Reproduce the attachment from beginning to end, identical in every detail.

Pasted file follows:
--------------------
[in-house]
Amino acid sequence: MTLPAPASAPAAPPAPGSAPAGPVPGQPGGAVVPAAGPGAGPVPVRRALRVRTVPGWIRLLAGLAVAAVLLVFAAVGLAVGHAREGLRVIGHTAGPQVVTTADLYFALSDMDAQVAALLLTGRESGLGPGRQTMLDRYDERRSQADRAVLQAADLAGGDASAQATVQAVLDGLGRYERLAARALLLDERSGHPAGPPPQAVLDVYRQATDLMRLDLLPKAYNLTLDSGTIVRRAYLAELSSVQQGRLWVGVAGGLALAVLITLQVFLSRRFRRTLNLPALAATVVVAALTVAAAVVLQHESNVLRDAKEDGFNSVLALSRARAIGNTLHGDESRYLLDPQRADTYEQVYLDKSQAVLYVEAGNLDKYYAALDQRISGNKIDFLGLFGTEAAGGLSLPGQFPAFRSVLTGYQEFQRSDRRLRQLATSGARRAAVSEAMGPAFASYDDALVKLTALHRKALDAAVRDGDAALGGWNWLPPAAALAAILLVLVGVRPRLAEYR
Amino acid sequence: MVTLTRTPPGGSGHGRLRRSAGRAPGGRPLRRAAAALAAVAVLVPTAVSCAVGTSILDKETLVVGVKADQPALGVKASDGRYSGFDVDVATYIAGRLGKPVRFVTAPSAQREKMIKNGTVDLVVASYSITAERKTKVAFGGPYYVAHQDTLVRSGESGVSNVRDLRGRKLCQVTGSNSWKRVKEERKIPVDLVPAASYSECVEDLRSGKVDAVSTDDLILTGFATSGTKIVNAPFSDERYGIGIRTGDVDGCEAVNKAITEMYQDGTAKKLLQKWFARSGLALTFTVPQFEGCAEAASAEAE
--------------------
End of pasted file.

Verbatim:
[in-house]
Amino acid sequence: MTLPAPASAPAAPPAPGSAPAGPVPGQPGGAVVPAAGPGAGPVPVRRALRVRTVPGWIRLLAGLAVAAVLLVFAAVGLAVGHAREGLRVIGHTAGPQVVTTADLYFALSDMDAQVAALLLTGRESGLGPGRQTMLDRYDERRSQADRAVLQAADLAGGDASAQATVQAVLDGLGRYERLAARALLLDERSGHPAGPPPQAVLDVYRQATDLMRLDLLPKAYNLTLDSGTIVRRAYLAELSSVQQGRLWVGVAGGLALAVLITLQVFLSRRFRRTLNLPALAATVVVAALTVAAAVVLQHESNVLRDAKEDGFNSVLALSRARAIGNTLHGDESRYLLDPQRADTYEQVYLDKSQAVLYVEAGNLDKYYAALDQRISGNKIDFLGLFGTEAAGGLSLPGQFPAFRSVLTGYQEFQRSDRRLRQLATSGARRAAVSEAMGPAFASYDDALVKLTALHRKALDAAVRDGDAALGGWNWLPPAAALAAILLVLVGVRPRLAEYR
Amino acid sequence: MVTLTRTPPGGSGHGRLRRSAGRAPGGRPLRRAAAALAAVAVLVPTAVSCAVGTSILDKETLVVGVKADQPALGVKASDGRYSGFDVDVATYIAGRLGKPVRFVTAPSAQREKMIKNGTVDLVVASYSITAERKTKVAFGGPYYVAHQDTLVRSGESGVSNVRDLRGRKLCQVTGSNSWKRVKEERKIPVDLVPAASYSECVEDLRSGKVDAVSTDDLILTGFATSGTKIVNAPFSDERYGIGIRTGDVDGCEAVNKAITEMYQDGTAKKLLQKWFARSGLALTFTVPQFEGCAEAASAEAE